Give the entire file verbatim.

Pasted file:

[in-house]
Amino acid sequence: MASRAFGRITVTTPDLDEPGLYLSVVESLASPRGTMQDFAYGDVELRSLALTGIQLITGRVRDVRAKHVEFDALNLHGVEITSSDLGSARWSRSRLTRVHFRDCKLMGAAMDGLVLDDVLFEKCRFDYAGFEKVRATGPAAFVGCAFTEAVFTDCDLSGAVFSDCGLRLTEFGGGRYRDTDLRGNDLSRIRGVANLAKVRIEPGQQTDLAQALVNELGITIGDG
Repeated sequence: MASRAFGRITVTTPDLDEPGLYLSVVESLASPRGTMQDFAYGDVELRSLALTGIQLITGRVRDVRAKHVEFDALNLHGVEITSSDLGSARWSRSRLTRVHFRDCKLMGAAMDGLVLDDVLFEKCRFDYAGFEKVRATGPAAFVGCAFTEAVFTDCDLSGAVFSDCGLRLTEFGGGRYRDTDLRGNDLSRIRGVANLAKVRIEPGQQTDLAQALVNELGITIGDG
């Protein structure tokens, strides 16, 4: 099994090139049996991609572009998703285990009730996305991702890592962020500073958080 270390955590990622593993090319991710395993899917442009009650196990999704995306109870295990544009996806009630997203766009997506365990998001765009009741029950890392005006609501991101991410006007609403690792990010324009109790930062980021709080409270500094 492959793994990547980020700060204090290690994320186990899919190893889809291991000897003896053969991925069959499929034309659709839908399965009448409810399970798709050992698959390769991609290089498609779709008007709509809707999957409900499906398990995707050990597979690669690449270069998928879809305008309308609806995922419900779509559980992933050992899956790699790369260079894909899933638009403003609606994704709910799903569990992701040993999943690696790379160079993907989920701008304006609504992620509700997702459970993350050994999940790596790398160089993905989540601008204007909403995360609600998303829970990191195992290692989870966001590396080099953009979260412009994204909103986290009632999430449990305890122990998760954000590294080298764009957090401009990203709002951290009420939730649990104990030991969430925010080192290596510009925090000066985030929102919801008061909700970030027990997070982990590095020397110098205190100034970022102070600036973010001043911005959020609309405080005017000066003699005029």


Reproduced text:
[in-house]
Amino acid sequence: MASRAFGRITVTTPDLDEPGLYLSVVESLASPRGTMQDFAYGDVELRSLALTGIQLITGRVRDVRAKHVEFDALNLHGVEITSSDLGSARWSRSRLTRVHFRDCKLMGAAMDGLVLDDVLFEKCRFDYAGFEKVRATGPAAFVGCAFTEAVFTDCDLSGAVFSDCGLRLTEFGGGRYRDTDLRGNDLSRIRGVANLAKVRIEPGQQTDLAQALVNELGITIGDG
Repeated sequence: MASRAFGRITVTTPDLDEPGLYLSVVESLASPRGTMQDFAYGDVELRSLALTGIQLITGRVRDVRAKHVEFDALNLHGVEITSSDLGSARWSRSRLTRVHFRDCKLMGAAMDGLVLDDVLFEKCRFDYAGFEKVRATGPAAFVGCAFTEAVFTDCDLSGAVFSDCGLRLTEFGGGRYRDTDLRGNDLSRIRGVANLAKVRIEPGQQTDLAQALVNELGITIGDG
């Protein structure tokens, strides 16, 4: 099994090139049996991609572009998703285990009730996305991702890592962020500073958080 270390955590990622593993090319991710395993899917442009009650196990999704995306109870295990544009996806009630997203766009997506365990998001765009009741029950890392005006609501991101991410006007609403690792990010324009109790930062980021709080409270500094 492959793994990547980020700060204090290690994320186990899919190893889809291991000897003896053969991925069959499929034309659709839908399965009448409810399970798709050992698959390769991609290089498609779709008007709509809707999957409900499906398990995707050990597979690669690449270069998928879809305008309308609806995922419900779509559980992933050992899956790699790369260079894909899933638009403003609606994704709910799903569990992701040993999943690696790379160079993907989920701008304006609504992620509700997702459970993350050994999940790596790398160089993905989540601008204007909403995360609600998303829970990191195992290692989870966001590396080099953009979260412009994204909103986290009632999430449990305890122990998760954000590294080298764009957090401009990203709002951290009420939730649990104990030991969430925010080192290596510009925090000066985030929102919801008061909700970030027990997070982990590095020397110098205190100034970022102070600036973010001043911005959020609309405080005017000066003699005029």